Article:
Roc Marciano-Marcberg (2010)

Roc Marciano was a former member of Busta Rhyme’s Flipmode Squad and Pete Rock affiliated group The UN. This is Roc’s first solo album after appearing on the compilation Wu-Tang Meets the Indie Culture, Pete Rock’s NY’s Finest and The UN group albums. This album is entirely self produced and has only 1 feature, making this a proper showcase of Roc’s skills, and he turns in one of the best hardcore rap albums of the last decade.

The album starts off with Pimptro, which sets the tone for the rest of the album. Gritty, unmastered samples, and stream of consciousness flow fill the next hour. Any fan of old Mobb Deep will find something to love about this album. Roc’s voice is reminiscent of a young Prodigy, but slightly higher pitched. His beats bring back feelings of mid-90’s Havoc and RZA. On every track Roc flexes his narrative skills and spits Raekwon style braggadocio over banging self produced beats.

Whether spinning tales of robbery and betrayal, or crafting racially charged pimp tales, Roc seems to be at home on this album. The beats are minimal, with just a repeated sample for Roc to flow over. Roc’s flow is very unique, sounding almost off beat while filling nearly every bar with internal rhymes. His stories are as descriptive as the best Ghostface verse, and his slang immerses you, calling back to the Cuban Linx days.

On Snow, Roc predictably raps about cocaine, but not in a Scarface-esque fantastical way. He narrates a tale about a mid-level coke pusher, instead of boasting about moving kilos in speedboats, making this track more believable than most about the subject. On Jungle Fever, Roc uses white women as a metaphor for cocaine and speaks about hiding “her” from his mother and the disappointment it would bring if she found out he was “messing with that white girl”.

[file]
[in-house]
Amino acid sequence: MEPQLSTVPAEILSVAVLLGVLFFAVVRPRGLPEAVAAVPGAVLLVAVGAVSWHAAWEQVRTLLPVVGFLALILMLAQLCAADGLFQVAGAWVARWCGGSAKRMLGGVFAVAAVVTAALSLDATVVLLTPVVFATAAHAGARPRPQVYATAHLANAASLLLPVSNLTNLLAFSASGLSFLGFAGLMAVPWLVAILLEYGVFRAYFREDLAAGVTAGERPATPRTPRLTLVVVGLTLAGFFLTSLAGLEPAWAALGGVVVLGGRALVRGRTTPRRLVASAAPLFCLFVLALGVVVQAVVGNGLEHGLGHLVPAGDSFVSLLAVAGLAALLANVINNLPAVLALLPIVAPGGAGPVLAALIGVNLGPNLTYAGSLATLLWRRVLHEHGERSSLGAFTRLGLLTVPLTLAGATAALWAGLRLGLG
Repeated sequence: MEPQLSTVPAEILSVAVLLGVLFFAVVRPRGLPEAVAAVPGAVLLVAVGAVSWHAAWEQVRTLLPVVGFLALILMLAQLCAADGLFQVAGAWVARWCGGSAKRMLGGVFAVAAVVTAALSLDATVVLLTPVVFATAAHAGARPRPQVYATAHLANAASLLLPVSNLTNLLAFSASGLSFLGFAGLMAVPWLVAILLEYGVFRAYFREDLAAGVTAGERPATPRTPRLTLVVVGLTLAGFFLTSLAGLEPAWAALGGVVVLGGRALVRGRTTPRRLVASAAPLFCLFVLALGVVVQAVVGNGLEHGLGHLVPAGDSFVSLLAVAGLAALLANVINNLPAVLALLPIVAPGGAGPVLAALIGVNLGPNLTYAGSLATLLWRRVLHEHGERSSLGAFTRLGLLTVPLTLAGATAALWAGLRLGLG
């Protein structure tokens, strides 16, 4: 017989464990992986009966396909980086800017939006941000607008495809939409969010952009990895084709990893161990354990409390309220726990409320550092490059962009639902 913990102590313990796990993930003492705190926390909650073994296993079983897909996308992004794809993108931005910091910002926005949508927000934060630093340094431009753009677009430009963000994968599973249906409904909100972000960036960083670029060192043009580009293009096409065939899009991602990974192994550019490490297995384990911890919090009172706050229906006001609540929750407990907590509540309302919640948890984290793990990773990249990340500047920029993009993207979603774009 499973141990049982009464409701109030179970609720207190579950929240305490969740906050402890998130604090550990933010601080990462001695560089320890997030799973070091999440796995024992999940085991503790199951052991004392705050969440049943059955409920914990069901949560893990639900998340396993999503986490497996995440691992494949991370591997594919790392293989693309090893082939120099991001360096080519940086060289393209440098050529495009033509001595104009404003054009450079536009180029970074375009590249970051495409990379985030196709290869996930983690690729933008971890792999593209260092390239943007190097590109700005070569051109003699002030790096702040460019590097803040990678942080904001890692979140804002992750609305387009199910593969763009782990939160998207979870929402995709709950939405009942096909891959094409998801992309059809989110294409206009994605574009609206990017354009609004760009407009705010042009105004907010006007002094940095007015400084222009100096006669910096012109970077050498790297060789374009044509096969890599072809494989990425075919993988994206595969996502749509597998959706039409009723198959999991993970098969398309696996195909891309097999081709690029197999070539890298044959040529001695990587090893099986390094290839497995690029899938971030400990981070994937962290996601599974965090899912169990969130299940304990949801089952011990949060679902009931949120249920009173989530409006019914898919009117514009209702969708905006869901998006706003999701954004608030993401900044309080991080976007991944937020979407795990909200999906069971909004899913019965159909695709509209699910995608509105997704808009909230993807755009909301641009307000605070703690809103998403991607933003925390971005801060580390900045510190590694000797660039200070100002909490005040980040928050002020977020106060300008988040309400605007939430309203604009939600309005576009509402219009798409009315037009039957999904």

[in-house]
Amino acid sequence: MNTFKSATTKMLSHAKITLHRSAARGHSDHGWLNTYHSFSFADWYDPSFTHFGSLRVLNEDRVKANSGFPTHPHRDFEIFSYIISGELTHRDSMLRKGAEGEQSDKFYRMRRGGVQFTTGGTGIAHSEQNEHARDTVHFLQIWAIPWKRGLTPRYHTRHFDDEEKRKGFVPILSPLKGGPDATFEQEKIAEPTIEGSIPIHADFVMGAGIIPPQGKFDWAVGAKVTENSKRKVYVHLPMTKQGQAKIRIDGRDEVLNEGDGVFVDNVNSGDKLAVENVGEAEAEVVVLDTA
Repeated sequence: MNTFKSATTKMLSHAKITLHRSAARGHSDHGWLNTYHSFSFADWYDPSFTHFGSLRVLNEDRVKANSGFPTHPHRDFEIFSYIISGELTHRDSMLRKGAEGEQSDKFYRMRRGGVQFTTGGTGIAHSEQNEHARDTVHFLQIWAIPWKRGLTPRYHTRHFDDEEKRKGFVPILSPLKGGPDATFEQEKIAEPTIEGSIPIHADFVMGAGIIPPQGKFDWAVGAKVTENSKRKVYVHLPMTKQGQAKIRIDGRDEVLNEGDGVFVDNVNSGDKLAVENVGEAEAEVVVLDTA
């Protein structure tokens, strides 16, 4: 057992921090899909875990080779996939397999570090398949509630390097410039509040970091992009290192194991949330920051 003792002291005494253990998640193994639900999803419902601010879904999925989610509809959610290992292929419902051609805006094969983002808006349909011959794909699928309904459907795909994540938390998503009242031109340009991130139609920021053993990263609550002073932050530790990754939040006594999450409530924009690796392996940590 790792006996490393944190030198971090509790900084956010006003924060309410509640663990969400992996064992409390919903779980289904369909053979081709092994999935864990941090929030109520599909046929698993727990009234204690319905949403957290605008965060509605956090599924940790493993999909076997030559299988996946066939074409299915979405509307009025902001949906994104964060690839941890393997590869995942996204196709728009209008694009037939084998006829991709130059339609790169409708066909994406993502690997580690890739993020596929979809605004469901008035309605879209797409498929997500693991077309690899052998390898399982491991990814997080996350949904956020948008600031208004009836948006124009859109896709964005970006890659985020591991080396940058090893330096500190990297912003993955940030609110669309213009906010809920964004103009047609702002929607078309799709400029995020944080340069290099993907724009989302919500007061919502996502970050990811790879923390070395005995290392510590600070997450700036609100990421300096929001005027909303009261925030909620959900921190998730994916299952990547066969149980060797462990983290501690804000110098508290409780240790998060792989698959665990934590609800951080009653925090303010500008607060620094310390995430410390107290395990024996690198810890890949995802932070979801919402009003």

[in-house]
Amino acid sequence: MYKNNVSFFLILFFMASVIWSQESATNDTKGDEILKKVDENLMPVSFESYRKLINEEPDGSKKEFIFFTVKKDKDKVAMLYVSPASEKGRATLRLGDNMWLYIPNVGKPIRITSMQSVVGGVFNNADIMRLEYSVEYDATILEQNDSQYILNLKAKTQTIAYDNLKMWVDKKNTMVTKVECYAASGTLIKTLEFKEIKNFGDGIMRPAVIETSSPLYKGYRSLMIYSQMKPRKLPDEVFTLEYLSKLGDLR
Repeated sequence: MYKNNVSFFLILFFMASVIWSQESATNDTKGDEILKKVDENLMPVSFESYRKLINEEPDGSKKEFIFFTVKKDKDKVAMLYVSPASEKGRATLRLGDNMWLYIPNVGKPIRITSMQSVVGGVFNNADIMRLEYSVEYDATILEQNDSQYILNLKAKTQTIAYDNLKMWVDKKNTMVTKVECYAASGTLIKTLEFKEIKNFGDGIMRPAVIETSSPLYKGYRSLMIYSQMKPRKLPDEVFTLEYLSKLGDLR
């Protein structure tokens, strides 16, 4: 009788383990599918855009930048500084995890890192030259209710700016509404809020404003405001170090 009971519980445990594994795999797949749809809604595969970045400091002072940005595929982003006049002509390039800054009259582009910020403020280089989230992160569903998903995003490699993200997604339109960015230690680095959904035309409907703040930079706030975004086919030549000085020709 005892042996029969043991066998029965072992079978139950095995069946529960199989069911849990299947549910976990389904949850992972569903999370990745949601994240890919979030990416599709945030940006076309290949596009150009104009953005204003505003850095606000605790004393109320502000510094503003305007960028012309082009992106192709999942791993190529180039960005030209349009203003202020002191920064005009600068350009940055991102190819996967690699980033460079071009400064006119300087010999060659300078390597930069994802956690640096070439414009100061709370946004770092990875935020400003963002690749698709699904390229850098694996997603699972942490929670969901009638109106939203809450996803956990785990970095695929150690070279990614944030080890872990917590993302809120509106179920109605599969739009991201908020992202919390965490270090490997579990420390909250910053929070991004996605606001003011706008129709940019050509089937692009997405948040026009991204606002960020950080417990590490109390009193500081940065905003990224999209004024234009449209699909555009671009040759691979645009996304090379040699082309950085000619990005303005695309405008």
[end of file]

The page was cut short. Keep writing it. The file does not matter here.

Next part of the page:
But Marcberg is far from “coke rap”. Roc is as much Prodigy as he is a Raekwon. On Ridin Around, he crafts a story about robbery, which brings back memories of Prodigy on Cradle To The Grave. Hide My Tears is an ode to fallen friends, while Pop is dedicated to gunplay, predictably.

Marciano brings back the golden age of hardcore New York rap and immerses you in the grimy Long Islander’s world, all while setting himself apart from the NY pioneers by showcasing his production skills and unique flow. There is not one misstep lyrically nor production wise on this album, and if you are a fan of old Wu Tang or Mobb Deep, you are doing yourself a disservice by not checking this album out.


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